Today we ponder the question, if people stopped loading videos on the internet right now, how long would it take to watch everything that’s already been submitted?
These are the kinds of things that keep me up at night. It’s like calculating how long it would take me to watch every minute of every DVD I own. I don’t know that either feat could be accomplished in the time we have on this earth.
According to Nielsen, 166.9 million unique US viewers watched nearly 22 billion videos in November 2011. In January of 2011, the unique viewer number was 143,930 watching almost 15 billion videos. That’s quite a jump in only ten months.
What hasn’t changed much is the average amount of time we spend watching online videos. We went from around 4 and a half hours per person per month to a little over 5 hours. Nielsen doesn’t break it down, but I imagine that a large portion of that time was devoted to watching cute animals and babies and people failing at everyday things. Sigh.
When it comes to unique viewers, YouTube has no competition. They took the top slot with 130,775. The next closest was VEVO with 42,729. They also take the top slot for most streams, with Hulu a nowhere near close second.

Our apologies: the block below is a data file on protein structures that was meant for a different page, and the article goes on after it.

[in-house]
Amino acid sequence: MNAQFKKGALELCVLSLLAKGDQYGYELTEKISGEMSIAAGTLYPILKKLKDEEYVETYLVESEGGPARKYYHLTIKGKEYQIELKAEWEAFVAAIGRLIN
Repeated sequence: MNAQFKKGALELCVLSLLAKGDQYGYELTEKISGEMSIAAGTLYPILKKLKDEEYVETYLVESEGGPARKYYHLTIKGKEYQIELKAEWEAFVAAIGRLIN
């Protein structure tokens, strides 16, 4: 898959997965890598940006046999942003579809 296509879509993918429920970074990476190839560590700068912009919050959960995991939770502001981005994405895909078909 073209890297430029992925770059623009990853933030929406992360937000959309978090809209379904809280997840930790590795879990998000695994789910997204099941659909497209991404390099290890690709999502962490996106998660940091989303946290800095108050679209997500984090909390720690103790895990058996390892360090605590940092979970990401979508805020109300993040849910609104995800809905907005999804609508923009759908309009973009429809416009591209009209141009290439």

Where they can be beat is in time per viewer. The average YouTuber spends only 3:07 hours, but GorillaVid and Hulu both come in at 3:11. The top watcher? Netflix, with a whopping 10:43. Proof that people will indeed sit still for long-form, streaming videos as long as you have a star or something interesting to say.
What was the last video you watched online. Come on now, be honest.
Here’s what I watched: http://www.youtube.com/watch?v=msGymOBEu9o and I hang my head in shame.